Tailored Service Pricing Strategies for Small Nonprofits

Februar 20, 2020

woman in sports tshirt talking to a group

While the private sector has already made great strides in becoming more strategic in pricing, the social sector has a long way to go. Still, many organizations are seeking stronger professionalization in a bid to be more organized and effective in their missions. Here are six tactical tips that nonprofits can learn from other industries when it comes to pricing and selling tailored services.

Can nonprofit organizations learn from for-profits, or are they worlds apart? There are definitely strong differences between the two sectors: as the name states, nonprofits do not exist to maximize profit for shareholders. Instead, their aim is to deliver a positive impact for stakeholders, and the role of earned income can range from self-sustaining to cross-subsidizing. However, as organizations seek to professionalize their processes, strategic areas like pricing can no longer be left ignored.

What makes pricing in the social sector particularly challenging is that a customer’s willingness to pay is often very different from their ability to pay, and terms like “fee” and “charges” come with high reputational risks. Meanwhile, organizations are under increasing pressure to measure and evaluate their impact, which is often easier said than done.
Navigating within these new boundaries has so far been both challenging and insightful for nonprofits. But pricing doesn’t have to be rocket science, and improvements in social sector pricing can actually be quite straightforward. Here are six tactical tips for organizations seeking a “good” price for an earned income stream:

  1. Understand your portfolio: Include basic economics in your key services – figure out important information such as your cost breakdown and break-even price per service, and understand market prices based on competitors as well as your own experiences.
    Tip: Create a simple internal list with descriptions, average costs, time requirements, asking prices, margins, uptake, and average discounts for each of your services.
  2. Understand your customers’ full needs: When building a proposal from your services, try to first learn what your audience wants and needs. What could you provide to your customers while continuing to advance your mission? Do this before any budget or resource discussions so that you are less restricted in creating your offer.
    Tip: When customers enquire about your services, ask about their key goals. Create a first “ideal offer” based on that information. Only think about how to fit it to a given budget once you have understood how much work and impact the client is asking for.
  3. Communicate the full price: Internally, calculate the full price of your offer to understand the gap to your customers’ actual budgets. In your proposal, communicate this price and the value offered for it – even if you are prepared to give the service away for less! Anchoring the service helps your customer to understand the total offer value and avoids diluting future market prices.
    Tip: Calculate an ideal package at e.g. $3,000 based on the services in your proposal, even if you know the customer’s budget is $2,000. Once you decide that this is what you want to sell, communicate it along with all of its value: Ask for the full price of $3,000, and then offer a discount.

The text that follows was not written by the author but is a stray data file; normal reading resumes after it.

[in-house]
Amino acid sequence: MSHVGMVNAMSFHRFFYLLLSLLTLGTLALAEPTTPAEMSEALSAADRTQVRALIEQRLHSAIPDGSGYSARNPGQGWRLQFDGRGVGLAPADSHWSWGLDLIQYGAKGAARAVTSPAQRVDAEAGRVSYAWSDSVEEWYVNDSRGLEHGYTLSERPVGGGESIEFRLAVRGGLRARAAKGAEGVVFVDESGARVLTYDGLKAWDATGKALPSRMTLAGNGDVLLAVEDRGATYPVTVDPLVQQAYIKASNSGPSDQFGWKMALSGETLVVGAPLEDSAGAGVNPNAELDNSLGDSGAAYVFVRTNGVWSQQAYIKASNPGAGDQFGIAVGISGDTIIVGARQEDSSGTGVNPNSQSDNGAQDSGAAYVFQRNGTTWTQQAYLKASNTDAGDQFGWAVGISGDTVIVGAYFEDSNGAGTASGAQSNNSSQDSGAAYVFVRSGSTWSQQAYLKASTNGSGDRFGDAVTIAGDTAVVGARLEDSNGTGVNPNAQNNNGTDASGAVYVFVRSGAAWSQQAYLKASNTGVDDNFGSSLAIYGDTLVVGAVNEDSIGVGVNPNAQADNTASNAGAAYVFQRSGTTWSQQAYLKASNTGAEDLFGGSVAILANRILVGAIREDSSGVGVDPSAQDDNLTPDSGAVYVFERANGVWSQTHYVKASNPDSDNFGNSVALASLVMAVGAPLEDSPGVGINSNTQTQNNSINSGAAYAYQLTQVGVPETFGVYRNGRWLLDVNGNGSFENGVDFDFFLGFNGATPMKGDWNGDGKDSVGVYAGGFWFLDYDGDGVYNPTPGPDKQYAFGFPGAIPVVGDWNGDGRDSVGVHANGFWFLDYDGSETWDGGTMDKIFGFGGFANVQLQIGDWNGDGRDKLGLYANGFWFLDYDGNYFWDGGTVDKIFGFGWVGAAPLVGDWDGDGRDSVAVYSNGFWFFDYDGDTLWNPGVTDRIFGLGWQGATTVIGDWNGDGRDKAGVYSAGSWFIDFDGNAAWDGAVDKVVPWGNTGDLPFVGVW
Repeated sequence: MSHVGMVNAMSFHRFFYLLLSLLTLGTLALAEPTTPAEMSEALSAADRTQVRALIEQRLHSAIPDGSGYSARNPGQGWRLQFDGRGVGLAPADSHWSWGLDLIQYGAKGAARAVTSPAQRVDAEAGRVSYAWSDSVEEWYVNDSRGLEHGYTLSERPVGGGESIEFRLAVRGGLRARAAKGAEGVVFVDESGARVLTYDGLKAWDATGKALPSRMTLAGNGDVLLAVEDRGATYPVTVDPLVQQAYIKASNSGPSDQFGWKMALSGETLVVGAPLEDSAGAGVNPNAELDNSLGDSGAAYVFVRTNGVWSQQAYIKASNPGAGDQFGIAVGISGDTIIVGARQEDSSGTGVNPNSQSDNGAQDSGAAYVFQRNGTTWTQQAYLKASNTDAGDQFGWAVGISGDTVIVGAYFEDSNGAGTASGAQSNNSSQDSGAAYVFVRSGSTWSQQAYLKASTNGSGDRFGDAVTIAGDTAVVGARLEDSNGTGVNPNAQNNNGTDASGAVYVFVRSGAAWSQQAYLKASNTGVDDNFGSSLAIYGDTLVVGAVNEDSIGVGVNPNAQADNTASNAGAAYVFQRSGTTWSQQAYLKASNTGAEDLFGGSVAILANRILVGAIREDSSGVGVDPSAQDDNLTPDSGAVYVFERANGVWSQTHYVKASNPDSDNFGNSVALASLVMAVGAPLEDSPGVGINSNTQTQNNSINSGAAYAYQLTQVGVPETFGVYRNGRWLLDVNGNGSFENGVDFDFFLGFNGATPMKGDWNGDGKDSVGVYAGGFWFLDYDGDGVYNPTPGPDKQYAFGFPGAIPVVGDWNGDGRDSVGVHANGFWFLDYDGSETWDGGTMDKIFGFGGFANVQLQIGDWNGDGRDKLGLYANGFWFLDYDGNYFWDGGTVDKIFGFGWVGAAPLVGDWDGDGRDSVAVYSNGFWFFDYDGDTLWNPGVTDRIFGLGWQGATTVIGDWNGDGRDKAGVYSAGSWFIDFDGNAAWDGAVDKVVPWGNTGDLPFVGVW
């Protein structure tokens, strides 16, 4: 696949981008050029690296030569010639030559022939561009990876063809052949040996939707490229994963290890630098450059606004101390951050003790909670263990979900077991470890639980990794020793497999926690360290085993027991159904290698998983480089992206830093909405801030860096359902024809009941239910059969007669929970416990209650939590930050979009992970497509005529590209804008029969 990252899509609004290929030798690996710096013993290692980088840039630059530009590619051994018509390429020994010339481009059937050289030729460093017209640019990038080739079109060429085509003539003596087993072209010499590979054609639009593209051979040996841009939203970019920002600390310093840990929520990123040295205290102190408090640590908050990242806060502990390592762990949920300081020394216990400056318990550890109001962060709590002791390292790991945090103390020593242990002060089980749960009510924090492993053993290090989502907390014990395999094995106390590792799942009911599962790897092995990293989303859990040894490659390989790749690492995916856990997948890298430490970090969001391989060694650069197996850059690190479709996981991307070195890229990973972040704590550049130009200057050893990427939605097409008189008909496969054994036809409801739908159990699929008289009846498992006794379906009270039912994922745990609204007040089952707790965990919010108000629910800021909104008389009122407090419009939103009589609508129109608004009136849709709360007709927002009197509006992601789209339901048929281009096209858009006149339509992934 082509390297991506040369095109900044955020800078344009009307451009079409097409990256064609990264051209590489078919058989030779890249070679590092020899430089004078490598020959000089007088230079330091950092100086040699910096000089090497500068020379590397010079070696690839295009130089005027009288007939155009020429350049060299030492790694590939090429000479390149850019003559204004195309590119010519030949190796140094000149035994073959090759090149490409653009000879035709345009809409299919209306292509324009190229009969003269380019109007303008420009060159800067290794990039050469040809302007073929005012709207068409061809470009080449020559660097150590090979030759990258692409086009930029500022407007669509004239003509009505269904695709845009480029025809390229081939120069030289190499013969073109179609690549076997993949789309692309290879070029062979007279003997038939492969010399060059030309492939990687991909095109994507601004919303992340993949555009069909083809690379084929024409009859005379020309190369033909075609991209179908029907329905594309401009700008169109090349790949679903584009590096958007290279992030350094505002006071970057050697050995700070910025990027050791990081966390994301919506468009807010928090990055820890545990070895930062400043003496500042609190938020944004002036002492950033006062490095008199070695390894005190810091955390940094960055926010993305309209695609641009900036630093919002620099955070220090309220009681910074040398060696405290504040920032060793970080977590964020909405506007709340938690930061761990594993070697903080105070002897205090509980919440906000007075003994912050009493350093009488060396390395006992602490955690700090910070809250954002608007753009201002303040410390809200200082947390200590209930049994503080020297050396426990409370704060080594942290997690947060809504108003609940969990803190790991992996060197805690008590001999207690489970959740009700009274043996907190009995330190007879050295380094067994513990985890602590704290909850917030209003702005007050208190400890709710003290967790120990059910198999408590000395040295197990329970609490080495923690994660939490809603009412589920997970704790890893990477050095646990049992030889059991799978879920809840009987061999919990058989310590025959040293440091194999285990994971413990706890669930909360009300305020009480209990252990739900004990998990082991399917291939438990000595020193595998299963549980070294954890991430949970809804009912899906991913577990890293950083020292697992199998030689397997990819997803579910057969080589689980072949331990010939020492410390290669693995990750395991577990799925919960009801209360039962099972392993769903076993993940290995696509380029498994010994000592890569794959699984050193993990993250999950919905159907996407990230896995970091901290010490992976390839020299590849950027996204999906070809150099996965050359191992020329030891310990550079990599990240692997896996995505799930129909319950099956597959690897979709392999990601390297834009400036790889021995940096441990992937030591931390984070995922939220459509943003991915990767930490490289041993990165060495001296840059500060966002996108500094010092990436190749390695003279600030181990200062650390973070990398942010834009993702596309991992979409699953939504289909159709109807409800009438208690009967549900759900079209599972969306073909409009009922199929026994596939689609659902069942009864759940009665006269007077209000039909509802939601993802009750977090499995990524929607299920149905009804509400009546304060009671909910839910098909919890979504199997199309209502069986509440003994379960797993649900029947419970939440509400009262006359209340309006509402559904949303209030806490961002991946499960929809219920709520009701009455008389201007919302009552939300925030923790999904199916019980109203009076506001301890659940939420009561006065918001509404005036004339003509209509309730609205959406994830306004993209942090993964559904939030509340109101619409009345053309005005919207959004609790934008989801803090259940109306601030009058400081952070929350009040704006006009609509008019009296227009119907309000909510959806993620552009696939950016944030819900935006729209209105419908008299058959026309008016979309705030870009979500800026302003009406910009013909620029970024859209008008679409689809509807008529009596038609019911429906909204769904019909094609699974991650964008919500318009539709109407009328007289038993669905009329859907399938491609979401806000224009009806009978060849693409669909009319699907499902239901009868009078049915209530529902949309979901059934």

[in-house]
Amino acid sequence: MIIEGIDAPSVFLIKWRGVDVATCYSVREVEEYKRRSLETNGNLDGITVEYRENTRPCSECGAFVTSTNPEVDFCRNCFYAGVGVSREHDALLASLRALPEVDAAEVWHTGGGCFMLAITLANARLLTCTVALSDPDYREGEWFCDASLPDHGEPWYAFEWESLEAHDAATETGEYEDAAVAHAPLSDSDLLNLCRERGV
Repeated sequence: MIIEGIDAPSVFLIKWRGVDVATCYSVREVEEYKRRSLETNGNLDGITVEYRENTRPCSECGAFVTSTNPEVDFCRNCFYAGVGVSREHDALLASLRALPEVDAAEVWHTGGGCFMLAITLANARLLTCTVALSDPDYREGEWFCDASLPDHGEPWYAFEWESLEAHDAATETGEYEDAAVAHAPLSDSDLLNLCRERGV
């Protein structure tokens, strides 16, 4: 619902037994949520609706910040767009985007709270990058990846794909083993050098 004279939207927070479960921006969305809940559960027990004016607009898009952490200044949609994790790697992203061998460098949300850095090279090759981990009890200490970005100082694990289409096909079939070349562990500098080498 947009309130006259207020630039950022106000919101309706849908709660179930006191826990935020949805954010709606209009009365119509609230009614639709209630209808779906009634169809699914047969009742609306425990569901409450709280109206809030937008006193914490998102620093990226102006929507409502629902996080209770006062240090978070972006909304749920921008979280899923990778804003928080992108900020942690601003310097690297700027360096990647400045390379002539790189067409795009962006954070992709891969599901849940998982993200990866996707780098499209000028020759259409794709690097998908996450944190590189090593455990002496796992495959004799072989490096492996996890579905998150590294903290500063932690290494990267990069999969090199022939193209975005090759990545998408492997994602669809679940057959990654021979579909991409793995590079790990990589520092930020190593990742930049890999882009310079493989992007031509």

4. Offer and explain discounts: Your strategic audience will often not have the budget to pay the full price – this is perfectly fine! Offer discounts to your mission-relevant customers while breaking down the reasons and always asking for something in return – either reduce the service level you provide, or base discounts on a reciprocated benefit, e.g. participation in a future webinar.
    Tip: Explain that the above offer is at a 25% discount as the customer guarantees full uptake. Offer an extra 8% discount to $2,000 if they introduce you to two entities in their network who don’t know about your services yet. 
  5. Give alternatives: Do not settle for just one offer in your proposal – create two to three packages that highlight a range of prices and values. This will help your customer to refine their needs while learning about your services, and enables you to explain budgets allocated now or in the future. It also means you can grant fewer discounts by varying the amount of services provided instead.
    Tip: Create an additional maximum value package for e.g. $5,000 as an anchor, and a $2,000 minimum package with half of the services. Offer a discount for both, but not as high as for your middle offer of $3,000, which will then look more appealing.
  6. Document the information: Collect all relevant data along the way and store it in one place for future analysis and insights. Learn from your past offers to improve your margins, provide more targeted proposals, and identify customers who do not need steep discounts.
    Tip: Set up a deal pipeline with asking prices, discounts offered, bid win/loss information, final prices, and value in return. Track offer-related expenses such as employee preparation time or transportation costs, and compare new offers to this database to identify similarities.

 

Supporting the mission through pricing
These six points serve as a useful starting point for a more professionalized offer that educates your audience on your offer and pricing. Some organizations may already have a good grasp on these basics of pricing, and therefore should focus on strengthening one of the above points in more detail. Others, however, need to start by setting up the basics for each of these areas. 
Pricing your services should not be about creating the right offer overnight in order to overwhelm the market. It is about gradually supporting your mission with a source of sustainable revenue. Think organic growth, not rocket science.